(03/23/2014, 12:15 AM)tommy1729 Wrote: f(x) = x has 2 solutions : 1 and 2.

The superfunction F(x) is entire and has the fixpoint (of f(x)) 1 @ +/- oo i.

Also the other fixpoint 2 occurs for F(x) at - oo.

so everything seems to work out nicely.

But it might be deception !

F(x) = 2

<=> 2^(2^x) +1 = 2

<=> 2^(2^x) = 1

This has MANY solutions.

And that fact seems to make life hard.

We cannot blame singularities now since F(x) is ENTIRE !

Yes, there exist other points where . But this doesn't mean there are additional regular superfunctions beyond the 2, as has only 2 fixed points, and the number of regular superfunctions depends on the number of fixed points of , not the number of times attains the value of a fixed point.

(03/23/2014, 12:15 AM)tommy1729 Wrote: Does this imply that F(x) is pseudoperiodic or something ? Or does the functional equation fail ? Both seem to weird to be true.

No, neither -- in fact is periodic with imaginary period since that is the period of . You can check the functional equation holds by simply plugging into .

(03/23/2014, 12:15 AM)tommy1729 Wrote: Now f(x) has 2 fixpoints. So maybe we need 2 superfunctions ?

One seems entire , but to what fixpoint does it belong ?

How does the other superfunction behave ?

Yes, there will be another superfunction at the fixed point . The Fermat superfunction is for the fixed point , as can be seen by evaluating the limit at .

However, I'm not sure this other superfunction is all that exciting. The fixed point has and so is a superattracting fixed point -- in fact the rate of convergence there is quadratic. This means that the superfunction at that point will approach it double-exponentially toward .

I haven't really studied the case of a superattracting fixed point, but if I were to wager a guess, I'd suggest this superfunction is ... which is nothing more than an imaginary translation of the first superfunction by a shift value of . There doesn't seem to be much room for what else it could be, under the constraint of being a double-exponential function with double-exponental approach to the fixed point.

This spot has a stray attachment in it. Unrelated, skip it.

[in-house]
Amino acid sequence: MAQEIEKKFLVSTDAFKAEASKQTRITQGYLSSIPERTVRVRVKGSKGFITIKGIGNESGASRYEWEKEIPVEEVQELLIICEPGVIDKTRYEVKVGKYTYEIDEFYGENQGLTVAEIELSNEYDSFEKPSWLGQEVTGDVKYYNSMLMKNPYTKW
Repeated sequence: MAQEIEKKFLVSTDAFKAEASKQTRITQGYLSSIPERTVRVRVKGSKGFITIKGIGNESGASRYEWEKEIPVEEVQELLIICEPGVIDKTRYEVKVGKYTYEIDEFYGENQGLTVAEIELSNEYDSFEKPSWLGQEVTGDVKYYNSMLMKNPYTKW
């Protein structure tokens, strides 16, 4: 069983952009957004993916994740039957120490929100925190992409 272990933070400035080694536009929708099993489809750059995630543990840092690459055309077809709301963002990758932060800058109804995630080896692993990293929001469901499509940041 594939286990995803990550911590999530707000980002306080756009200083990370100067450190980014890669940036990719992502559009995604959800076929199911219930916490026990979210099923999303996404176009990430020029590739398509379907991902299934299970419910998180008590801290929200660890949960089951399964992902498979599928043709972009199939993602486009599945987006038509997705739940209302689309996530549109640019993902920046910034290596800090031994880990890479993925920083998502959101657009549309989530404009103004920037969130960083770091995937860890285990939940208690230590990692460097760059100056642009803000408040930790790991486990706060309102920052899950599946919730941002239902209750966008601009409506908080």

(03/23/2014, 12:15 AM)tommy1729 Wrote: What about those methods where we use 2 fixpoints such as the analytic sickel between two fixpoints based on fatou ?

There is no sickel between two fixed points on the real line for a real-valued-on-the-real-line function, or more precisely it is "degenerate". But if you mean the "merged superfunction" method... If I am right, then the two superfunctions are nothing more than translations of each other, and I'd believe -- though I'm not sure -- that the merge method would not give anything new -- essentially, they are already "merged"!

(03/23/2014, 12:15 AM)tommy1729 Wrote: This seems to be as puzzling as tetration itself , hence like I said this is imho " deception ". It is more complicated then it looks.

Seems having the entire property does not solve all issues !

Keep in mind that an answer like " oh thats just because of the log branches " is not a " real " answer.

I was aware of this for a long time but I was waiting for a response to my first post. Since it did not come I felt the need to explain more.

Maybe you agree on the opinion that this is a serious important topic now.

regards

tommy1729

Hopefully, this will be an illuminating response.